Lenny and George

Kristian Phillips as Lennie and William Rodell as George. Picture: Ellie Kurttz

Of Mice and Men

The Grand Theatre, Wolverhampton


WHEN John Steinbeck’s Of Mice And Men premiered on Broadway in 1937, it was hailed by The New York Times as ‘the quintessence of commercial theatre’.

Some 80 years on, that claim is now probably better suited to the big budget musicals that dominate the West End and prove the biggest sellers on tour.

There can be little doubt, however, that this beautifully crafted play has stood the test of time and remains as important and relevant as it ever was.

Theatre Consortium and Birmingham Rep combine to bring a fresh but loyal revival that makes some bold choices, particularly design wise.

Liz Ascroft has created a wide open set that uses every inch of the space. Gone are the conventional curtain blacks in each wing that would ordinarily define the acting area.

Here we see actors sitting in the wings, in character but not in the scene. Some play instruments to underscore dialogue or to fill scene changes. The result is a smooth flow of action and narrative that works well, once the audience has accepted the slightly unconventional approach.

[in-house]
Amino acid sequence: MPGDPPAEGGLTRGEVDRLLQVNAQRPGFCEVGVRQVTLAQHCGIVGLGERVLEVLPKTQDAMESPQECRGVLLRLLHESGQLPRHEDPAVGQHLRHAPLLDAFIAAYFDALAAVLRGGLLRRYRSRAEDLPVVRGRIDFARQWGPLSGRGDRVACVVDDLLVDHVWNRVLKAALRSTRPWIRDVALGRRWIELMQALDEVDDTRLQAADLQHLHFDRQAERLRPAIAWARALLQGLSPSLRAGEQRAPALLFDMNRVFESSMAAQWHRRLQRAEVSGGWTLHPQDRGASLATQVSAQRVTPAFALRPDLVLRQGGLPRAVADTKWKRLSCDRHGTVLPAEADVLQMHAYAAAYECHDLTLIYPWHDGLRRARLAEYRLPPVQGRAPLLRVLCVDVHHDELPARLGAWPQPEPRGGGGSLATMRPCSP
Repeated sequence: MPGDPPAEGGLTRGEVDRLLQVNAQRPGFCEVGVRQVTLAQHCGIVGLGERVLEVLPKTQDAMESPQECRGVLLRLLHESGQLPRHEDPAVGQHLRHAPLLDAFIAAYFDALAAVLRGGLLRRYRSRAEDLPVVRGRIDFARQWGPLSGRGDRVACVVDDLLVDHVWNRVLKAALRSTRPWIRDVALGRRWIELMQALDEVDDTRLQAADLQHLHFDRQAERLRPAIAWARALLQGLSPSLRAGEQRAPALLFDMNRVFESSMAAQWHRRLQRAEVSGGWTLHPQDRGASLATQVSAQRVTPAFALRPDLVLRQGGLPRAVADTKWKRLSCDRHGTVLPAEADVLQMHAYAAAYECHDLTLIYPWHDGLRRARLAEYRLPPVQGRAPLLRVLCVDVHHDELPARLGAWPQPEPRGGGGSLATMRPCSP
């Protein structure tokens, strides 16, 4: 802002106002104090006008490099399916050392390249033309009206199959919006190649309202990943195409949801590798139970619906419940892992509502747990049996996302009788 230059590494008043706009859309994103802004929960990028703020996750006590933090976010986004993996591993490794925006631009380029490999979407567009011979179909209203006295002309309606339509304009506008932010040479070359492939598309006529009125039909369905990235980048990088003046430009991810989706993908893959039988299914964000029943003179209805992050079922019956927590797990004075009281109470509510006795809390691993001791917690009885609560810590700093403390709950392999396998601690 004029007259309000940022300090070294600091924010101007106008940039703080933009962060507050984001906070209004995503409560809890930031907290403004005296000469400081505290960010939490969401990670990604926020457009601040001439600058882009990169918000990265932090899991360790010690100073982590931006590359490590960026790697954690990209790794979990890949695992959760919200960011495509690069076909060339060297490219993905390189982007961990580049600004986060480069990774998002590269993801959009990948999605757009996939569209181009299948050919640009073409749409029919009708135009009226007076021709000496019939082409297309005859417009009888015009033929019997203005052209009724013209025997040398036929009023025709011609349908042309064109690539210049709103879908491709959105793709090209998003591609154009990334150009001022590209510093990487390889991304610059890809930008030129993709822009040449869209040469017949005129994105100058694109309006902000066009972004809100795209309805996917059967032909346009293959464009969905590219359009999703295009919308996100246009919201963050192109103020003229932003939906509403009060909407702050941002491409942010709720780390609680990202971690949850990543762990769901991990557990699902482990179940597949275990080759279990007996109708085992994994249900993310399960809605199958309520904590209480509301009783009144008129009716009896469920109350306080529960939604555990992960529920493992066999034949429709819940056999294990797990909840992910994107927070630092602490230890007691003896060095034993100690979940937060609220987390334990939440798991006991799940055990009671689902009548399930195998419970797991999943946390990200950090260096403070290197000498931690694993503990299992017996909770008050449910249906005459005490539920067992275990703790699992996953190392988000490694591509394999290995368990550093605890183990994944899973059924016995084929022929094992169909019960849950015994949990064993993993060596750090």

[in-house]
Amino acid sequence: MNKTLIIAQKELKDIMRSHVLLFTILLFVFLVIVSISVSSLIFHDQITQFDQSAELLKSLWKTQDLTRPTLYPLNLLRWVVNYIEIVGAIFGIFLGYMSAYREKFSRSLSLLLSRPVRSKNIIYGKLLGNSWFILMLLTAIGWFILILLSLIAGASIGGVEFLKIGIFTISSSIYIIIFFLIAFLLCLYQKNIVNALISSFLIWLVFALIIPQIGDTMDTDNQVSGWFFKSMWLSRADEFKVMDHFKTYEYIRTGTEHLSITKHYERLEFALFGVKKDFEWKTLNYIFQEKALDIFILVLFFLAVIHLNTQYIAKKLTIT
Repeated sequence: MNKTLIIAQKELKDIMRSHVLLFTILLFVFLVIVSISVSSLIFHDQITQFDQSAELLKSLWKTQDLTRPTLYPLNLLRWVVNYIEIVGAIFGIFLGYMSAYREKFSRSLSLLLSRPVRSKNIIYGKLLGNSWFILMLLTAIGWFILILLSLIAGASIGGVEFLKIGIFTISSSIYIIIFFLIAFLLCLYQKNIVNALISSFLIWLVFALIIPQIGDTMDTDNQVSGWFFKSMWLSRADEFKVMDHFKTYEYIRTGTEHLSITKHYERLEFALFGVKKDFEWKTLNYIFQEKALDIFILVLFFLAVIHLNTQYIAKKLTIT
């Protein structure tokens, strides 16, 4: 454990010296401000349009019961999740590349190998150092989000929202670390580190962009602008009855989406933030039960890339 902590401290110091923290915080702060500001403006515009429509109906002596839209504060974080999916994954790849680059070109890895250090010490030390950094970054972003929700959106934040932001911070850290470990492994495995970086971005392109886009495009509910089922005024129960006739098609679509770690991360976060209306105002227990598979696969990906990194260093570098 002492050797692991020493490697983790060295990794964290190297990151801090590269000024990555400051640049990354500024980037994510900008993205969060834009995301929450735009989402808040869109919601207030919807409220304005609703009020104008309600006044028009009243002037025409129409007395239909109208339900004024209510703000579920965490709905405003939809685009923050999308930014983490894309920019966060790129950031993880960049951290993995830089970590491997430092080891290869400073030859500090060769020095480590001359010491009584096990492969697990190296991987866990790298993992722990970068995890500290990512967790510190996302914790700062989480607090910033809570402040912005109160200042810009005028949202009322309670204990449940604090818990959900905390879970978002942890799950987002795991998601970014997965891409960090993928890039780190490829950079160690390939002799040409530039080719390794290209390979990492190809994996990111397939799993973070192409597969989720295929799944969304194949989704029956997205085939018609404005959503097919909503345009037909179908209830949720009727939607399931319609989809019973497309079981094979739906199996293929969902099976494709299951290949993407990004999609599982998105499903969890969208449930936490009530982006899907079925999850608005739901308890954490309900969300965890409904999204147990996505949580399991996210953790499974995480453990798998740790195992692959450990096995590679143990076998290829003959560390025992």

Key to the story is the bond between the itinerant farm workers, George and Lenny. Steinbeck takes time to set up their relationship in an economically structured first scene. Lenny, the well-meaning gentle giant whose confused understanding of love ultimately ends in tragedy and George, his protector who can only defend his pal’s failings for so long.

William Rodell brings warmth and swagger to George. A man who has a genuine love for his friend but ultimately knows he can't protect him forever.

Kristian Phillips avoids over playing Lennie. Ultimately, here is a man who simply wants to love. His vision of the world is clearly simpler than those around him but he is no way stupid. Phillips gives Lennie real empathy and highlights well a man with a huge heart and a confused mind.

Strong performances too from Dave Fishley as Crooks, Jonah Russell as Slim and Saoirise – Monica Jackson as Curley’s wife.

Using a real animal is inevitably a gamble in any production. It pays off well here though, thanks to a very obedient performance by Tilly, the dog. Nicely handled too by the always impressive Dudley Sutton as Candy.

Overall, an engaging, atmospheric version of a masterful piece of writing . It may no longer be the quintessence of commercial theatre but it loses none of its power and deserves full attention. Runs until Saturday March 12th

Tom Roberts



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